Obrazy na stronie

now. It is a scattered family, and I brought you on a vain errand. But before we go away, look on the fair prospect, for no stranger ever turned away without admiration. Here, separated from us by a little winding river, and a valley of green fields and trees, though ranges of white houses have crept up almost to the spot where we are standing, and have taken away this rural appearance I speak of, is a fair city, with spires and masts, and a state-house dome. The setting sun is flashed back from innumerablc roofs and windows, and the vanes on those white steeples fairly burn. If you could have seen it, from those upper windows, when the red bars of light first fell through the closed sbutters on our white walls, and we looked out in the fresh morning on all that was hidden and revealed! A heavy mist would often fill the valley, and spread out before us like a lake, and then islets with trees would peep out, and one prominent object of the city after another, till from bill to hill all stood out in the glad yellow light, and a burst of song and sound rose simultaneously from the trees and the chicken-yards.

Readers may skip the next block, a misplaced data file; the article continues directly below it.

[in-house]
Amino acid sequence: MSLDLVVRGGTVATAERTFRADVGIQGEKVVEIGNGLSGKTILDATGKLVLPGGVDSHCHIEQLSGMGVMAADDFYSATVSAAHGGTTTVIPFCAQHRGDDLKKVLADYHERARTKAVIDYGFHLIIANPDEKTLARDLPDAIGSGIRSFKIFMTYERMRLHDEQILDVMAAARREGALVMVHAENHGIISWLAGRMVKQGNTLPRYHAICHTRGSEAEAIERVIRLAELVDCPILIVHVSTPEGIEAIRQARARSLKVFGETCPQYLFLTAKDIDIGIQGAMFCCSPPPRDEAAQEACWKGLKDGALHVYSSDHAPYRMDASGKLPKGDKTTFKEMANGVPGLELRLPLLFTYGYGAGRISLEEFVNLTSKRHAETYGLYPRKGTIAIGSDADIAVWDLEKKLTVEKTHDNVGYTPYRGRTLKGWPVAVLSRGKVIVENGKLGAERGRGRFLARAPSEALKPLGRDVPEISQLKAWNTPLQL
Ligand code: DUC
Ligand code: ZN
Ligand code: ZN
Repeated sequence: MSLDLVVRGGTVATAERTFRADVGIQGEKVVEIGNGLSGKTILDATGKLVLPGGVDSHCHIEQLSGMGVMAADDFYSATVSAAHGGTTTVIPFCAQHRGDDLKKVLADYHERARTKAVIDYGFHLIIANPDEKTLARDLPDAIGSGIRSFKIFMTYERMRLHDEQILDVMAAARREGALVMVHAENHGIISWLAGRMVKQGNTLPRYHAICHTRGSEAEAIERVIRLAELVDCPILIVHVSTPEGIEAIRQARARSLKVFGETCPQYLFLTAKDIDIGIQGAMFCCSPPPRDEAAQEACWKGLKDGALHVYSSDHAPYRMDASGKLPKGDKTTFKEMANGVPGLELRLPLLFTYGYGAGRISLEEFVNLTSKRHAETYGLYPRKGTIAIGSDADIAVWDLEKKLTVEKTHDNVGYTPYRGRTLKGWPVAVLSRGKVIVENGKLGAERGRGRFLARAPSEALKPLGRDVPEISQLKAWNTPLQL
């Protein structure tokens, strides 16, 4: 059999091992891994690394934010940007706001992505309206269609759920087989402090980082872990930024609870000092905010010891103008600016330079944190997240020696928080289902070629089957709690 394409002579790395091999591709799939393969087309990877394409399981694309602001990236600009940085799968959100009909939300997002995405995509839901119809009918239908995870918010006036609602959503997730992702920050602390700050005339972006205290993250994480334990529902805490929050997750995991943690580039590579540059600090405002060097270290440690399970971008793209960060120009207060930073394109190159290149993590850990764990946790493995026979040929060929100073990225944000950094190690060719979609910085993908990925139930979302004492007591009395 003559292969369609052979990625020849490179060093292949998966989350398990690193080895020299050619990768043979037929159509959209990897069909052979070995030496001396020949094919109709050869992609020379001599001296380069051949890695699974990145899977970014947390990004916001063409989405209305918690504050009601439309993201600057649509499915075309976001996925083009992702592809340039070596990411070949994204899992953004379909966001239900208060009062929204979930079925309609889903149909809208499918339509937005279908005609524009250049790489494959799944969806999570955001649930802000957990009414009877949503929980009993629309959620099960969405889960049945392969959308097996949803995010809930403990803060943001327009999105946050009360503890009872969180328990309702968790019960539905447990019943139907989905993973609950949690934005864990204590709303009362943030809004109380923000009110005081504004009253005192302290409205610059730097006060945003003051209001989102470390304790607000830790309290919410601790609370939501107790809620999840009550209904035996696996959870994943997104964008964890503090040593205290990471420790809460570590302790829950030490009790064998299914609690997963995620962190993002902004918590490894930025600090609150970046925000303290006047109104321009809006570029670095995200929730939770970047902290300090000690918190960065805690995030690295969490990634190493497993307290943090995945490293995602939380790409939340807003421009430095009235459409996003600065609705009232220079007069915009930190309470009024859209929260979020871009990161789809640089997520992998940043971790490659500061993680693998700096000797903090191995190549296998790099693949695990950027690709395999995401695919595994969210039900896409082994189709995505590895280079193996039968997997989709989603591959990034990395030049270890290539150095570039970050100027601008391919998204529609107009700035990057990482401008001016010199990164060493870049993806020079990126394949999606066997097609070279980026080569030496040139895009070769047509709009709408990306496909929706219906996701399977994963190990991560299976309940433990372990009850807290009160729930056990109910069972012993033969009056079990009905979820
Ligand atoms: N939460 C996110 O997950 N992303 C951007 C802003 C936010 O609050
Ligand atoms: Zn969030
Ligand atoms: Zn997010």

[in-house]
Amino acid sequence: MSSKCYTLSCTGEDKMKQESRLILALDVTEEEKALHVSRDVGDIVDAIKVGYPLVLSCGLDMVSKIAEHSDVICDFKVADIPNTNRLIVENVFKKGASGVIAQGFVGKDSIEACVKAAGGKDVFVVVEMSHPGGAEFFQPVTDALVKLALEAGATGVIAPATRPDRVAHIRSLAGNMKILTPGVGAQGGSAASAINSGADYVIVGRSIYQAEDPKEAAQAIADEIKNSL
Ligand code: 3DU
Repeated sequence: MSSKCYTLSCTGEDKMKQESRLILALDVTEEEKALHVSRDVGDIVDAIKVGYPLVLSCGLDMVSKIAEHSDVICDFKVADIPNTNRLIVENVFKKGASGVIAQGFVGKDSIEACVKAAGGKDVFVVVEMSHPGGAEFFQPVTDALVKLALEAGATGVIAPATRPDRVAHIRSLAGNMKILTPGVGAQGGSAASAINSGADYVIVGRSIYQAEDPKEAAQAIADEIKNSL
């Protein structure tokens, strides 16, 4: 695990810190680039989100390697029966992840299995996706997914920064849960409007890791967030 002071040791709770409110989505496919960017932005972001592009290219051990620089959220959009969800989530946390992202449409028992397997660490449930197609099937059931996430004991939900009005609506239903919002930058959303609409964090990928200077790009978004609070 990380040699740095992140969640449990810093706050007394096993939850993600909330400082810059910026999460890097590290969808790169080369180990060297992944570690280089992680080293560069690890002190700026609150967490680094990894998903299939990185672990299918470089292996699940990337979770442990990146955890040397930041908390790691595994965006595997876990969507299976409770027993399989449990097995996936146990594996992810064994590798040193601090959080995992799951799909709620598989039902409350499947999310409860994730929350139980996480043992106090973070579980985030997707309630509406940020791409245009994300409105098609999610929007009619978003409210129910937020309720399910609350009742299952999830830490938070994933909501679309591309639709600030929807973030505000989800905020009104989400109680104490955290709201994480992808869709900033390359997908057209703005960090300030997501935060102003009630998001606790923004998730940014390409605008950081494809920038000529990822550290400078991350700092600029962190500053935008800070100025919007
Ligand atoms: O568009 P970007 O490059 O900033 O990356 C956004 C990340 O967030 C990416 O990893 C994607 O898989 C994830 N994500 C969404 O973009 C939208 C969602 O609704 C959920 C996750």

That glittering city was the world to me, once. I remember well the first time I was trusted to go there alone. I had a written permission to leave school at half-past four, and I took care that every body should know the great occasion. It was to buy for our nurse and myself each a gay new fan. And I put on airs upon the strength of something so important, and started, not in glee, for it was too weighty an expedition, but with high hopes, and firm resolve. The half mile of road looked dusty and immeasurably long, but I went for ward, planning the device and colors of my purchase, and arranging what I must say, to ask for it. Alas! I had not gone half the distance, when I discovered that my magical little silver piece was lost, and I had to return home when it was too late to go back. Then the mortification of having no fan to exhibit to the expectant crowd at school! The elation and self-confident energy, the perplexity and final despair, which made up the history of that errand, were to be acted over in many of my later attempts. But we have made these men stare long enough. Come away!

Thou wast a bauble once; a cup and ball,
Which babes might play with ; and the thievish jay,
Seeking her food, with ease might have purloin'd